A NATIONWIDE campaign against the new directors’ dividend tax aims to secure 100,000 supporters and trigger a debate in the House of Commons.
Serena Humphrey, owner of financial training company The F Word, is calling on Chancellor George Osborne to scrap plans for the new tax, which she claims will make it harder for small firms to survive.
However, Anna Soubry, the minister for small business, has told Ms Humphrey that she cannot meet to discuss her concerns about the tax because her diary is “heavily committed”.
Ms Humphrey has established a lobbying group called Survive and Succeed, which is opposing plans to tax directors’ dividends.
From April 2016 dividends above £5,000 will be taxed at between 7.5 per cent and 38.1 per cent dependent on rate. Ms Humphrey started a petition opposing the new tax last year, in a bid to convince the Government to change its mind.
Ms Humphrey told The Yorkshire Post: “Now we’re just five weeks away from our petition deadline, and are up to 43,841 signatures.
“We have a whole volunteer campaign team now, all working furiously away around the country trying to reach the hundreds of thousands of business owners that will be affected by this. We want the Government to realise that it is such an indiscriminate tax. Most small businesses don’t make much money – the majority just scrape by.
“We are finding that many business owners still know nothing about the tax, and yet we know that every business owner we’ve spoken to is very angry about it and the damage it’s going to do the SME economy.
“This campaign is part of my broader Survive and Succeed campaign, which aims to increase the long-term survival rates of small businesses.
“With our current rate of just a 40 per cent five-year survival rate, there is much to be done to help small companies become stronger, employ more people and pay more taxes.”
Ms Humphrey said her dream was to gain 100,000 signatures, which could lead to a debate about the issue in the House of Commons.
Petitions submitted to Parliament which reach 100,000 signatures are almost always debated, provided the issue hasn’t been debated recently, or a debate is scheduled in the near future.
In response to a letter from Ms Humphrey, Ms Soubry said: ”As you are probably aware, the Government has already responded to your campaign by setting out the rationale for the tax changes. I do not have anything to add to that response.”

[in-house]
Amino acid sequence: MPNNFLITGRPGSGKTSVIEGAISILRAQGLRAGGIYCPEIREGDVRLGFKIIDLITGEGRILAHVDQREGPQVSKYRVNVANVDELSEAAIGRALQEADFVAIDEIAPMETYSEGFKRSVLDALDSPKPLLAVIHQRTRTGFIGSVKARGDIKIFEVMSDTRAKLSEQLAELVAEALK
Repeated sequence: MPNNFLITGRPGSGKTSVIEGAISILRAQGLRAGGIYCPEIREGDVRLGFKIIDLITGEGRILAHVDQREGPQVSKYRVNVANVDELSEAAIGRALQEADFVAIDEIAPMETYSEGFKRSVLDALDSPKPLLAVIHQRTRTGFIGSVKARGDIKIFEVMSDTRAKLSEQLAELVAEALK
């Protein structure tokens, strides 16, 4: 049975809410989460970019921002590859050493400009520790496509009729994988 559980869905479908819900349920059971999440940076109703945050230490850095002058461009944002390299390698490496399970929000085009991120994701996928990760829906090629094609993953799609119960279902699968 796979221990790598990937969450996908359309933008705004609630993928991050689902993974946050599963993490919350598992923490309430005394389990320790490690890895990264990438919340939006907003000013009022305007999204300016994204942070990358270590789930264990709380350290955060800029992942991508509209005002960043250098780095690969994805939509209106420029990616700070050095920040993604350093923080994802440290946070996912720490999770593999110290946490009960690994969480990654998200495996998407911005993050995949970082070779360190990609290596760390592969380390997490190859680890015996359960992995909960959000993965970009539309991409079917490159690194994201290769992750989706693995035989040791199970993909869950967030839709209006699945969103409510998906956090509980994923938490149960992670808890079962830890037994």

However, Ms Soubry said she wanted to underline her support for small businesses “which remain at the heart of the Government’s long-term economic plan”.
The letter added: “Several steps have been taken to reduce burdens. We have, for example, extended the Small Business Rates relief until 2016, and to help reduce employment costs, we will be increasing the annual Employment Allowance from £2,000 to £3,000, taking up to 90,000 firms out of National Insurance contributions altogether.”
Ms Soubry also highlights the fact that the corporation tax rate is being reduced from 20 per cent to 19 per cent in 2017, and 18 per cent in 2020.
The letter also states a permanent increase to the Annual Investment Allowance to £200,000 was implemented this month.
Ms Soubry said: “The Government is also improving access to local business advice and support through Growth Hubs, which join up local resources and are being rolled out across the country.”
Ms Humphrey said she was surprised that Ms Soubry couldn’t find time to come and speak to “worried business owners”.
The directors’ dividend tax is a blow to entrepreneurs, according to Karla Jobling, of BeecherMadden, a headhunting firm.
Ms Jobling said: “For interim candidates who use a limited company as a personal service company, the tax benefits off-set the uncertainty and lack of a benefits package that they would receive as a permanent employee.
“It wouldn’t incentivise me to start my business now, where I have undertaken sig-nificant financial and personal risk, as well as creating 20 jobs along the way.”
BeecherMadden is a niche headhunting firm.